Make use of the drippings from a store-bought rotisserie chicken to make rich, flavorful gravy in minutes! This easy Rotisserie Chicken Gravy recipe is a delicious way to elevate your meal.
Follow my instructions for How to Reheat Rotisserie Chicken and smother it with this gravy for a quick and easy meal.
If you’re like me and feel pretty darned good about yourself when you make use of every last bit of things, you’re going to love this recipe.
That gel-like substance that you scrape off the bottom of a rotisserie chicken (and most likely toss) is actually rich, super flavorful roast chicken drippings that have solidified. The work has been done for you by the folks at the store and all you’ve got to do is reserve those drippings to make this Rotisserie Chicken Gravy.
Table of contents
- Drippings from a rotisserie chicken: The gel-like drippings that collect in the tray underneath a refrigerated rotisserie chicken will liquify to a broth-like consistency when heated. These drippings are rich and highly seasoned so you may not need to add any additional salt or pepper.
- Low sodium chicken broth: If you’re using my recipe to reheat rotisserie chicken in the oven, reserve the richened broth you used to reheat the chicken. You’ll also need a little additional fresh broth. If you’re reheating your chicken in the air fryer or by another method, no worries! You can add as much additional fresh chicken broth as needed to reach the amount called for in this recipe.
- For thickening: All-purpose flour and softened butter.
How to Make Rotisserie Chicken Gravy
- Scrape all of the drippings from the bottom of the rotisserie chicken and the bottom of the tray into a medium saucepan.
- Warm the drippings over low heat until they’re liquified. You should have about ⅓ to ½ cup of liquified drippings.
- Pour ¼ cup of the liquified rotisserie chicken drippings into a 2 cup measure and discard any remaining drippings (*see note below). Then, add as much additional broth as needed (broth from cooking the chicken and/or fresh broth) to measure 2 cups total.
- Set the saucepan over medium-high heat and bring the liquid to a low boil. Reduce the heat to low and allow the mixture to simmer for a minute or two. Meanwhile, use a fork to mash the butter and flour together in a small bowl to form a smooth paste. Scoop the mixture into the broth mixture and whisk vigorously until well combined. Increase the heat a little and cook, stirring constantly, until thickened. Remove from the heat, taste, and season with salt and pepper, only if needed.
After scraping the butter and flour paste into the pan, pour a little of the hot gravy into the bowl, whisk, and then add it back to the gravy to get every bit of the butter and flour paste out of the bowl.
*Note: After testing this gravy multiple times, I decided that using the entire amount of the drippings from one rotisserie chicken resulted in gravy that was a bit heavier/greasier than we like. Using ¼ cup of the drippings and making up the rest with chicken broth creates a cleaner, and still very flavorful gravy that reheats really well.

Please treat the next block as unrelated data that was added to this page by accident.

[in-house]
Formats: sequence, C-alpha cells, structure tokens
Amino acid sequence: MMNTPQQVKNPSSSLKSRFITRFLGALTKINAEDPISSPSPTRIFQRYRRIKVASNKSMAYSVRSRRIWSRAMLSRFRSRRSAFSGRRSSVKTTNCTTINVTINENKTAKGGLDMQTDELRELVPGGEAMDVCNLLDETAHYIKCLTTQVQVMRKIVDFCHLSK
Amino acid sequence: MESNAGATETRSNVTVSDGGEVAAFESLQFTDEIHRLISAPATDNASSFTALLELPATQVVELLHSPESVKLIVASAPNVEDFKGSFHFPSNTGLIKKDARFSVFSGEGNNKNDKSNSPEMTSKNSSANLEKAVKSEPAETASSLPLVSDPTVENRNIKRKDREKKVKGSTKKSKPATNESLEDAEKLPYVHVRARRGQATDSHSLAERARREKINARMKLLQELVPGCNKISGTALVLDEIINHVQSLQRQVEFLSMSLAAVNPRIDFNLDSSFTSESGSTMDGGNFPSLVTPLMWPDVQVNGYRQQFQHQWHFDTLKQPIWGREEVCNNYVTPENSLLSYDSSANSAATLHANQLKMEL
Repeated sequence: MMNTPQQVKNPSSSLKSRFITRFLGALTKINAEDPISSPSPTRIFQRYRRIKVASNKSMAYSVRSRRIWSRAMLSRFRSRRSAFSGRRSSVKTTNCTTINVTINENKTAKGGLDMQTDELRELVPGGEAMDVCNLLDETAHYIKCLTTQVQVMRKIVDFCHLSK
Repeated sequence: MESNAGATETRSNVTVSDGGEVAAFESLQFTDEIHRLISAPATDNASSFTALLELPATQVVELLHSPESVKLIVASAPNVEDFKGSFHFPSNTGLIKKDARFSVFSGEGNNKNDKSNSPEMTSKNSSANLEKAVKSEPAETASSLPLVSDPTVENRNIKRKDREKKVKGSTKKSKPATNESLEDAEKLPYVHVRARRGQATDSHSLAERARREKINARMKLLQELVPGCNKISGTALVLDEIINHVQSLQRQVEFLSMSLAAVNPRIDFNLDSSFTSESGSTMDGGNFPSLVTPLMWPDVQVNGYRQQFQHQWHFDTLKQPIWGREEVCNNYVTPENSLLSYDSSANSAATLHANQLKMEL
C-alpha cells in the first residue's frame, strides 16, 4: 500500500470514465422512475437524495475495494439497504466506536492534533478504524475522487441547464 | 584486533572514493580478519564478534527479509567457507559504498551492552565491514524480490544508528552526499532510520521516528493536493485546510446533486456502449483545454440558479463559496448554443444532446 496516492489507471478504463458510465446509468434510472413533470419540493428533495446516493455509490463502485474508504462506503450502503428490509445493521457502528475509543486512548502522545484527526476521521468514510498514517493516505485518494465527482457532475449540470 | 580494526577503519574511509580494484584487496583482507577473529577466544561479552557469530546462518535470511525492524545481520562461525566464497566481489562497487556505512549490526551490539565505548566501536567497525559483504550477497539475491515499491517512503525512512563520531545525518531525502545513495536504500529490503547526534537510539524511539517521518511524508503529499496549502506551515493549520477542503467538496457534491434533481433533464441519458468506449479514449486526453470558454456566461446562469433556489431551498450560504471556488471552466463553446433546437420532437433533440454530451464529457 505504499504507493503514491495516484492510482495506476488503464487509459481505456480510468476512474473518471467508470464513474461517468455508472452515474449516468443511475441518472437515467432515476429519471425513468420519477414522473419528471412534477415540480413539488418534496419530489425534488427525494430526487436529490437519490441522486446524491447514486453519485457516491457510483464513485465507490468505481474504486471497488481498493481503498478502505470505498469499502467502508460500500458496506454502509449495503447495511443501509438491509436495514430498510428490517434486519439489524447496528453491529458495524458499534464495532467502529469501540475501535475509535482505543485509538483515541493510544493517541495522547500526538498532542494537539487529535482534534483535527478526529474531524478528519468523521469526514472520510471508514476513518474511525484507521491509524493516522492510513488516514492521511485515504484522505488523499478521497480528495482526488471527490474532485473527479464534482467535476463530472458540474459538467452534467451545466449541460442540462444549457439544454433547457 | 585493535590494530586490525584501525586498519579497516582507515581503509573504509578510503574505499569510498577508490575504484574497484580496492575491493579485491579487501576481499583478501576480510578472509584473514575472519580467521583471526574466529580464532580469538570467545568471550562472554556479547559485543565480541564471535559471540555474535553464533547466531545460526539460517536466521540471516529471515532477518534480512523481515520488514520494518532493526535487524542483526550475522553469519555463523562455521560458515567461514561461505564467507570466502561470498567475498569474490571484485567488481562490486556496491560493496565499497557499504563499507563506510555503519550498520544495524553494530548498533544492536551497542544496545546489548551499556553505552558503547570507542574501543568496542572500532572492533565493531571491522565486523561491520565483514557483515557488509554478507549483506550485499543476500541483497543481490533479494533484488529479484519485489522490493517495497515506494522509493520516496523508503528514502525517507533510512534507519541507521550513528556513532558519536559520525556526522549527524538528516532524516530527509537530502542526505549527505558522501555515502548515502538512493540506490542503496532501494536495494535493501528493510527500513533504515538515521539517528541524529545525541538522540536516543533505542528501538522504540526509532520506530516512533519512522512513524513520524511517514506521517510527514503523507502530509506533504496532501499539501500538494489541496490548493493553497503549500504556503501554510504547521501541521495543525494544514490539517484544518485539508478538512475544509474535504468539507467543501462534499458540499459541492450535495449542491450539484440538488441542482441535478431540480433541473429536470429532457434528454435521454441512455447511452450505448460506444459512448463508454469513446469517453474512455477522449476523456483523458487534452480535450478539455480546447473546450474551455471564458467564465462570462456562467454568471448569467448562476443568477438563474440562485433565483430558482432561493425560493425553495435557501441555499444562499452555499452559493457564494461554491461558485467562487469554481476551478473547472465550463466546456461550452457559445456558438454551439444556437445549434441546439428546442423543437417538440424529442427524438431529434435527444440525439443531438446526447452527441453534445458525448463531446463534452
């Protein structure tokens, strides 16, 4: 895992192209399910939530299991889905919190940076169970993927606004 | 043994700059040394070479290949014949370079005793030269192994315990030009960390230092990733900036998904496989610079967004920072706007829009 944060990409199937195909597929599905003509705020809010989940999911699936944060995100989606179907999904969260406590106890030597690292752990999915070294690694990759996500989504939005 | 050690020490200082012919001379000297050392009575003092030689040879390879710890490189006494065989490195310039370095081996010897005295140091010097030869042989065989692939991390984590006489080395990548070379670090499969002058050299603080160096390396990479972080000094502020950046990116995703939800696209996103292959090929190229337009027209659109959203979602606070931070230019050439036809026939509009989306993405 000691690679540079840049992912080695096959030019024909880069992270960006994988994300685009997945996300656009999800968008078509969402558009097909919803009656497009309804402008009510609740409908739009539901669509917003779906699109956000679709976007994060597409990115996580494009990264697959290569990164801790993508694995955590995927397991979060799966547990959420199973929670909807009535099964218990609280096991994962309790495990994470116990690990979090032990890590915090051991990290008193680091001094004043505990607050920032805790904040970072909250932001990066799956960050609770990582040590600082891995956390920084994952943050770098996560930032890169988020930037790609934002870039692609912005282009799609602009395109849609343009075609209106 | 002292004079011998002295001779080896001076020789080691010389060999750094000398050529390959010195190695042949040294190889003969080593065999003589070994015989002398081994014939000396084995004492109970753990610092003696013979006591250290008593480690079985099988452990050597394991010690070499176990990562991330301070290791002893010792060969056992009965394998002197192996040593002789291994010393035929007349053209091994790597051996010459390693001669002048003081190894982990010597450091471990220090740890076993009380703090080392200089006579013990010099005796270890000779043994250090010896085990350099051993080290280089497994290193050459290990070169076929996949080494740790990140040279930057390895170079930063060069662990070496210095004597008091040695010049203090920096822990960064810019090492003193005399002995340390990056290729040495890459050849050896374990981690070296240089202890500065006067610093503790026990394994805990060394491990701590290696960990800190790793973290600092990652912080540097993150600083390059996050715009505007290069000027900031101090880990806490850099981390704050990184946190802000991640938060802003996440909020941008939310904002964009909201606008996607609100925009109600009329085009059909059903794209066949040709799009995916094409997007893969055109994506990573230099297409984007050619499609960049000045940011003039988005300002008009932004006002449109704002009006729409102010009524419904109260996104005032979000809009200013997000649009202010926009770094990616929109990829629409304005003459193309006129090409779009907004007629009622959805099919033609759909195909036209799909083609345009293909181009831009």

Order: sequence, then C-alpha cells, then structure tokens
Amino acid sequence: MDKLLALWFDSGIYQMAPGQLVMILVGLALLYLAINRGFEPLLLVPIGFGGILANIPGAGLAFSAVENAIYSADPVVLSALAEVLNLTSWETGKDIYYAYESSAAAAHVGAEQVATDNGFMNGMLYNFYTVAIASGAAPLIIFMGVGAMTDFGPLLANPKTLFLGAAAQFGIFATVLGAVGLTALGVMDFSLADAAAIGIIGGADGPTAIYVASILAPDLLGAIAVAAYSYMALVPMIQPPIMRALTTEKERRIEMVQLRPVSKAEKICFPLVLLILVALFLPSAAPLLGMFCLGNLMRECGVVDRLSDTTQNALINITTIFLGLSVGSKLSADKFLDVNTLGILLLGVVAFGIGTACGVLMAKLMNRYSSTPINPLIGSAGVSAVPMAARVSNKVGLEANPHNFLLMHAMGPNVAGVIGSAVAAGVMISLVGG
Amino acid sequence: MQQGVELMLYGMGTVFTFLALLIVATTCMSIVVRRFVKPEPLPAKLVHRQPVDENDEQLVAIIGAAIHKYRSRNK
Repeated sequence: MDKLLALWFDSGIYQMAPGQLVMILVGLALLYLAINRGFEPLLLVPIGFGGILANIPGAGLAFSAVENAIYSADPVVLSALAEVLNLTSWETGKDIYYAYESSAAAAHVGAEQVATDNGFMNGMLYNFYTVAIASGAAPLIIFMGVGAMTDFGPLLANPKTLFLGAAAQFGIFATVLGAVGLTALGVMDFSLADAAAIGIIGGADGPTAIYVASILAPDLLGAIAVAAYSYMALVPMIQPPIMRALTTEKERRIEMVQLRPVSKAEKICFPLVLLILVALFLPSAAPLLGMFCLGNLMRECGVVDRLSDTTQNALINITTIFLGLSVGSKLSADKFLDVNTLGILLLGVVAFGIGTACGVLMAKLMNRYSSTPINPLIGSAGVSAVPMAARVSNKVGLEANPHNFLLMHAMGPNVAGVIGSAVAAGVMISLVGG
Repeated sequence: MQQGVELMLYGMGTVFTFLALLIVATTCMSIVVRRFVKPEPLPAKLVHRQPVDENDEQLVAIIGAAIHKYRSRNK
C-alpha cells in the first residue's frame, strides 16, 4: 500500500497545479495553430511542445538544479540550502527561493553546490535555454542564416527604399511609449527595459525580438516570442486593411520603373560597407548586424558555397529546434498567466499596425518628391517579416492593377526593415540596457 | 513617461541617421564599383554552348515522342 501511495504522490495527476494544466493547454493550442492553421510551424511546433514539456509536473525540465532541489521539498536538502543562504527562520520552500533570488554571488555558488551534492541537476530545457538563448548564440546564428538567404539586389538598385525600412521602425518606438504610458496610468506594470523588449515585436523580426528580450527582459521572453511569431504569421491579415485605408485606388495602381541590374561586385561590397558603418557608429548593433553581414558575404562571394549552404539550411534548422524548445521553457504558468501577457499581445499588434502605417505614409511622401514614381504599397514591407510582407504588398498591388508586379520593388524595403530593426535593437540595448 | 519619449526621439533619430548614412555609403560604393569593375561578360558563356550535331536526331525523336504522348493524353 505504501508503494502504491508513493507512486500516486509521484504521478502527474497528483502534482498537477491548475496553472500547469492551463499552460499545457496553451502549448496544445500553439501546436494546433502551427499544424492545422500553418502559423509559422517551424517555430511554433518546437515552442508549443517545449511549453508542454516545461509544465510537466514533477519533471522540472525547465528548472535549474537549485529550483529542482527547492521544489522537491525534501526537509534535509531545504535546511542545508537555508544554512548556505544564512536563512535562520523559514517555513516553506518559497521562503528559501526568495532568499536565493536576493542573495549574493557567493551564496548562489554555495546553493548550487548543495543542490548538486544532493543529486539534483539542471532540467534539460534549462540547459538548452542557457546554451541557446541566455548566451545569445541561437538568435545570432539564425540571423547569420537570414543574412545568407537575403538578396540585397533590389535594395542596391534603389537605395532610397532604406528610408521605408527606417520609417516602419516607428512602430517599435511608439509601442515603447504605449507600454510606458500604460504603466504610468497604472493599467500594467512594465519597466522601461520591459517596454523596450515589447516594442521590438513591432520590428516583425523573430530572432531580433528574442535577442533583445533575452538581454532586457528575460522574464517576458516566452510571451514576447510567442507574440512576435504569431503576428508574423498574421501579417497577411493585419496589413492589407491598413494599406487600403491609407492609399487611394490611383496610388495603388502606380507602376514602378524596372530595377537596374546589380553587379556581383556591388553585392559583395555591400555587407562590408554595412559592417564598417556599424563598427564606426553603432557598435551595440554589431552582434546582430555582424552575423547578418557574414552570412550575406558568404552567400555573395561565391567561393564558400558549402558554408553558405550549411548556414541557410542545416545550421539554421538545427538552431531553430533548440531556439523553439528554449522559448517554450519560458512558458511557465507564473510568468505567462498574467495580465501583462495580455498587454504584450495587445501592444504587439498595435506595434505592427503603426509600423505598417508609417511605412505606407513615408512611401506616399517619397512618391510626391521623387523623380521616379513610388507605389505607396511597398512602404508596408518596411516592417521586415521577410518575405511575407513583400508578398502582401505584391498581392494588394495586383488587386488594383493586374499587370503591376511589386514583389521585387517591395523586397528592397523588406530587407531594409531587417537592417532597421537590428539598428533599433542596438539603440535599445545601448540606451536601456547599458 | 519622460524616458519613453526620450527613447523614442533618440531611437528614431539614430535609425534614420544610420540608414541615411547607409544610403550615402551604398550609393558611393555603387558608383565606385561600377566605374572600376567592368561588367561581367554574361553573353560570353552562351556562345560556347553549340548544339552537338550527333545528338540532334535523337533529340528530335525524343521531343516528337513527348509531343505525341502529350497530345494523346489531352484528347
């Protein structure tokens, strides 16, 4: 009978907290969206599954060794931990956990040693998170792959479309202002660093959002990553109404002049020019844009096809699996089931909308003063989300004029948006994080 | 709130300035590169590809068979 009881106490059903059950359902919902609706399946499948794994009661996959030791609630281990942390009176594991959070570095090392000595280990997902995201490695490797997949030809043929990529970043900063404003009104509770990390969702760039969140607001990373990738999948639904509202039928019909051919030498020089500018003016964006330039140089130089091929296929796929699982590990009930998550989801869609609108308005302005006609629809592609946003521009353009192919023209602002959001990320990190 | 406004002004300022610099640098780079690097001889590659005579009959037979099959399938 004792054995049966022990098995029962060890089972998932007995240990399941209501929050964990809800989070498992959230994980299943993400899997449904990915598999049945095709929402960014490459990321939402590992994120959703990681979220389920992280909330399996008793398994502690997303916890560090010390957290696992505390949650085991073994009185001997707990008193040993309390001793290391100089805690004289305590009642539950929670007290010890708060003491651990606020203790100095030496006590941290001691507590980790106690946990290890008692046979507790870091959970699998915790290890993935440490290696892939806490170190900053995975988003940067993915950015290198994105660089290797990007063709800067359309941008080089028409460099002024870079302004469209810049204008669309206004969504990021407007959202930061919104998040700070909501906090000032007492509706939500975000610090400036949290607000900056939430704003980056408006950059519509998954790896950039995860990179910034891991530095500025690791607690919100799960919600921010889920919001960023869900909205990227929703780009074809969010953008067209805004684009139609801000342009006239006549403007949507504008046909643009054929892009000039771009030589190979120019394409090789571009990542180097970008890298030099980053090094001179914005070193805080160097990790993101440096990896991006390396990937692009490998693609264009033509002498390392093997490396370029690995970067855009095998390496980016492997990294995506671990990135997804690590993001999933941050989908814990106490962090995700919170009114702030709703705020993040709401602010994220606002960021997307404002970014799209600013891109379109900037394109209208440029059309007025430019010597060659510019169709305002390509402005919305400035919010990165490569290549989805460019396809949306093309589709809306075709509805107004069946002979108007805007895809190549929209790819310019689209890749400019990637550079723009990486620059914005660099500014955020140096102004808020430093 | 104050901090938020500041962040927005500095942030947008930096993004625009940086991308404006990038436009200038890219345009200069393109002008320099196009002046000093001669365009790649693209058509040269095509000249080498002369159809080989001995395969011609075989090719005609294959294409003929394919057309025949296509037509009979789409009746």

Storing and Reheating Leftover Gravy
Refrigerate: Transfer leftover gravy to an airtight container and refrigerate for up to 3 to 4 days.
Reheat: Gravy will thicken quite a bit when refrigerated. To bring it back to its former glory, warm it either in the microwave, or in a saucepan on the stove over low heat, to loosen it up. Then, add a splash of chicken broth or water to thin it to the desired consistency and continue to cook until it is warmed through.
Rotisserie Chicken Gravy
- ⅓ to ½ cup drippings from a rotisserie chicken
- 1⅔ to 1½ cups low sodium chicken broth, reserved from cooking chicken and/or fresh broth
- 3 tablespoons all-purpose flour
- 2 tablespoons butter, softened
- Salt and freshly ground black pepper, to taste
- Remove the rotisserie chicken from the tray and scrape the drippings from the bottom of the chicken into the tray. Then, scrape all of the drippings from the tray into a medium saucepan.Note: Drippings from a refrigerated rotisserie chicken will have a gel-like consistency.
- Place the saucepan with the drippings over LOW heat and cook until they are liquified. You should have about ⅓ to ½ cup of liquified drippings. Pour ¼ cup of the liquified rotisserie chicken drippings into a 2 cup measure and discard any remaining drippings.
- If using my recipe to reheat rotisserie chicken, pour the broth from the bottom of the baking pan you used to heat the chicken into the measuring cup with the drippings and as much additional broth as needed to measure 2 cups total. Or alternately, add enough fresh chicken broth to the drippings to measure 2 cups total.
- Set the saucepan over MEDIUM-HIGH heat and bring the liquid to a low boil. Reduce the heat to LOW and allow the mixture to simmer for a minute or two.
- Meanwhile, place the flour in a small bowl and use a fork to mash the butter and flour together to form a smooth paste. Scoop the mixture into the broth mixture and whisk vigorously until well combined. Tip: After scraping the butter and flour paste into the pan, pour a little of the hot gravy into the bowl, whisk, and then add it back to the gravy to get every bit of the butter and flour paste out of the bowl.
- Increase the heat to MEDIUM-LOW and cook, stirring constantly, until thickened. Remove from the heat, taste, and season with salt and pepper, only if needed. Rotisserie chicken drippings are very well seasoned so it's likely you won't need any additional seasoning.
Nutrition information is automatically calculated using generic ingredients, and is an estimate not a guarantee. For more accurate results, please refer to the labels on your ingredients at home.